Monster XP Math

I just made a table of the monsters in the bestiary, with their level and their XP value. While attempting to mark them as "easy", "average", and "hard", I noticed that the XP values simply go up with level; there is nothing similar to a "solo" or a "minion" past the first levels. This creates something odd at higher levels: you have to use much lower enemies to stock a full fight, even one of an average difficulty level, unless you want to just use singular monsters (which we all know get torn down by the PCs very quickly).

Just to grab a random level, and a monster I like, here's what the xp budget looks like. I'll use a party of 4, because that just feels nice and standard.

A party of 4 level 12 PCs have an xp budget of 5,600 for easy, 8,400 for average, and 16,400 for tough.

Level 12 monsters range from 5,310 to 6,340 xp. That's not a very large spectrum of xp values at that point; the high is only 19% larger than the low (when the high at level 1 was 100% larger than the low).

Worse still, you can't even use 2 of these creatures for an "average" encounter; you could use 3 for a tough encounter, though. In order to do a typical 4v4 fight, you will need to use level 8 opponents (of which I only have the Succubus to compare).

While bounded accuracy enables us to use creatures for longer, the rapid scaling of HP and Damage means low level monsters just aren't threatening. At least minions were dealing 1/2 their level appropriate damage, and you got 4 of them, and their defenses were even, in 4E. 

Poe's Law is alive and well.

Yep totally.

Maybe would it solve the problem if HP and Damage were bound too?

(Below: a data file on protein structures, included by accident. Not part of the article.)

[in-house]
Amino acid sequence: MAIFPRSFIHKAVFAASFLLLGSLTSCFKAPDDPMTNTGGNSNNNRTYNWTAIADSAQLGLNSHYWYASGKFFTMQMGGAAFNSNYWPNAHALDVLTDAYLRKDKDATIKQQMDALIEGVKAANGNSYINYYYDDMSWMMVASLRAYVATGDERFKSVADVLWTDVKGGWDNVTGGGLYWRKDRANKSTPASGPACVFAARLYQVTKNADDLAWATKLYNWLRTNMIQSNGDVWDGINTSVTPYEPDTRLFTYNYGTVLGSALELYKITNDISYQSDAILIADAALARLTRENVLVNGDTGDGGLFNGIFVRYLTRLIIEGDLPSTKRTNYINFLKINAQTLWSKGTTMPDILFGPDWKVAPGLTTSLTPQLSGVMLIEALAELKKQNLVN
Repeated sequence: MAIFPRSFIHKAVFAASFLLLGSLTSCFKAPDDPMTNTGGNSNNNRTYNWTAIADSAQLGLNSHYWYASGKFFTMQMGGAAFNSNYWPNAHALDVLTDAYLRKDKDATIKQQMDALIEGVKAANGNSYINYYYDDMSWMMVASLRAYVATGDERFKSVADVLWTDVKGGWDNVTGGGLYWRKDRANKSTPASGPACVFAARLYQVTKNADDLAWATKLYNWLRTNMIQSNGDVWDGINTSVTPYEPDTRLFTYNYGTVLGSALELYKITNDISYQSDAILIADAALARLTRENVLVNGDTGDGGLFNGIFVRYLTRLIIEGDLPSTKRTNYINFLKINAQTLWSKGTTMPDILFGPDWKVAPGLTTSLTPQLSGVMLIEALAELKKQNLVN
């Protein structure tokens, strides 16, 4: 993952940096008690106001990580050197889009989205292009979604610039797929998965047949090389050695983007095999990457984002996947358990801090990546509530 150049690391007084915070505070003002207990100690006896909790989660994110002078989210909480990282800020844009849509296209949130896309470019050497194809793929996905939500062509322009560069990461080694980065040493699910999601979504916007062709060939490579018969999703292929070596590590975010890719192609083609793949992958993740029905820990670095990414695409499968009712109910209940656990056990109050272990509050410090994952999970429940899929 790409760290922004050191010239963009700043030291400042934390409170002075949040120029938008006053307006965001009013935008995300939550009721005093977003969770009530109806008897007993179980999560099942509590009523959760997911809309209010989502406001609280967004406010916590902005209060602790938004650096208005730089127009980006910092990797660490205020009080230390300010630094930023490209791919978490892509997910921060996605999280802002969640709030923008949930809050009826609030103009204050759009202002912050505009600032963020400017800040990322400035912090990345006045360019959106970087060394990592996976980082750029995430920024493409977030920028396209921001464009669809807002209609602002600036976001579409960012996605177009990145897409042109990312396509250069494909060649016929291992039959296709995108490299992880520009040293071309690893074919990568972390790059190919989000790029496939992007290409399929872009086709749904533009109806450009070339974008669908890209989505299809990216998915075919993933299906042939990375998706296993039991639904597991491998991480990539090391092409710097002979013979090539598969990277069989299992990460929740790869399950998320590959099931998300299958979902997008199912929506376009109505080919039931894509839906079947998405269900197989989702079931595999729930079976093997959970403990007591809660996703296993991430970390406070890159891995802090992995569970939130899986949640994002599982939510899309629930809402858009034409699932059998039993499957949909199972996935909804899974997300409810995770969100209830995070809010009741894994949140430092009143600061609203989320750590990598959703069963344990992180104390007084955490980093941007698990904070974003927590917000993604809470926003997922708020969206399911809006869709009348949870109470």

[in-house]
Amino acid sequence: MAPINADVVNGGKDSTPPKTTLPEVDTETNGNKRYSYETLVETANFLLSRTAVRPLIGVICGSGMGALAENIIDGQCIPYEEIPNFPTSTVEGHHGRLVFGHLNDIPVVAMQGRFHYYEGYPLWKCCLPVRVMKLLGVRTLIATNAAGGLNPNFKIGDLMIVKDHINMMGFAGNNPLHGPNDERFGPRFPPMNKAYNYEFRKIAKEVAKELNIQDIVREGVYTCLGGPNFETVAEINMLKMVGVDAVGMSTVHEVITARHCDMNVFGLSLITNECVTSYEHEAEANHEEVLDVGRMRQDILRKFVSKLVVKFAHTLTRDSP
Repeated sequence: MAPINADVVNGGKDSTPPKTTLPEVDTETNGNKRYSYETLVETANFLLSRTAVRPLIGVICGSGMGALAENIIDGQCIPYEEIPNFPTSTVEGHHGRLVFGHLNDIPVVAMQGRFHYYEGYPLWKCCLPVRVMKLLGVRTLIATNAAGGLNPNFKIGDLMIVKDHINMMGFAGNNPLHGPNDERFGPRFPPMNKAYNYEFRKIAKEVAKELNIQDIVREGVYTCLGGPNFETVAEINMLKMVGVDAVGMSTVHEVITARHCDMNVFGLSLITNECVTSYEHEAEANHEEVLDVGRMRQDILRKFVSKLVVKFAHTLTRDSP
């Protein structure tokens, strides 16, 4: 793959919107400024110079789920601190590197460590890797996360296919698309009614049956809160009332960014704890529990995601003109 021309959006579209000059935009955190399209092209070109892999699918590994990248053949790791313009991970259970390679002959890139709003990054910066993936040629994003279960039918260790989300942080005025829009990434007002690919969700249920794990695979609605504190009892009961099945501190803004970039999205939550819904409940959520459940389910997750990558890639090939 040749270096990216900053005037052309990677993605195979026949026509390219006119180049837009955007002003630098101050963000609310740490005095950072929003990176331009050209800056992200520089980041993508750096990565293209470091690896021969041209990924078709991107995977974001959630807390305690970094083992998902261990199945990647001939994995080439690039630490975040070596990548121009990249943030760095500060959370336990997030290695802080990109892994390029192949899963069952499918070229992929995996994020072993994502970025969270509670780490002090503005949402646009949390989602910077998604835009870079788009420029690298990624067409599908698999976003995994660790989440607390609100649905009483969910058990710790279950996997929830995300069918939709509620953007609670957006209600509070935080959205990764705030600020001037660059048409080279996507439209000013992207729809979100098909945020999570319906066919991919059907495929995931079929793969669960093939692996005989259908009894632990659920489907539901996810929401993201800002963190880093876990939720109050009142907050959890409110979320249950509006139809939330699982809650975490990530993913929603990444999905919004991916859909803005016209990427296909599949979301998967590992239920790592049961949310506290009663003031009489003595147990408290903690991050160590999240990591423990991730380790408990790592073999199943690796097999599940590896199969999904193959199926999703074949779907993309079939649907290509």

How about post a table fixing the problem?

Kira3696.Tripod.Com
I'd have to run way more test combats than I have the time to do. Designing the game isn't my 9 to 5. If I could fix it that easily, I'd be selling a system of my own.

The only, simple, way to fix it would be to increase the XP numbers drastically, and ensure that the low of a level was 1/2 the medium, and the high was x2 the medium, but that's going to create some really fast growth and may not balance when using higher and lower level monsters.

The lack of minions, elites, and solos makes this difficult. 

Poe's Law is alive and well.

The XP chart is bogus.
I will have a level 10 Vrock(3300xp) fighting a 4 member party of level 3(tough fight should be 480xp) characters in an adventure I'm creating to play after Blingdenstone.

The difficulty should be off the charts, yet in 3 practice fights, the most I managed to do was to get a character down to 4 hp. And the vrock has resistance to non-magical weapons, which the party does not have(bar the monk's fists)!

Encounter building table is full of s***

IMAGE(http://www.nodiatis.com/pub/20.jpg)

Yeah, but that's a simple disconnect between actual and expected PC power level.  It's existed in every edition of D&D so far, including 4e (although at least 4e was reasonably predictable in how far off it was), and it would be absurd to expect it to be accurate at this stage of the playtest when PC power levels are having seismic shifts every other month.  What the OP is talking about is something far more fundamentally off, and something that really ought to be right.  It is currently impossible to build a fight to their guidelines out of at-level monsters.  That's just ridiculous, and it's basic arithmetic not this nebulous concept of balance.  There's no excuse for it to be wrong on what, their fourth iteration on the bestiary?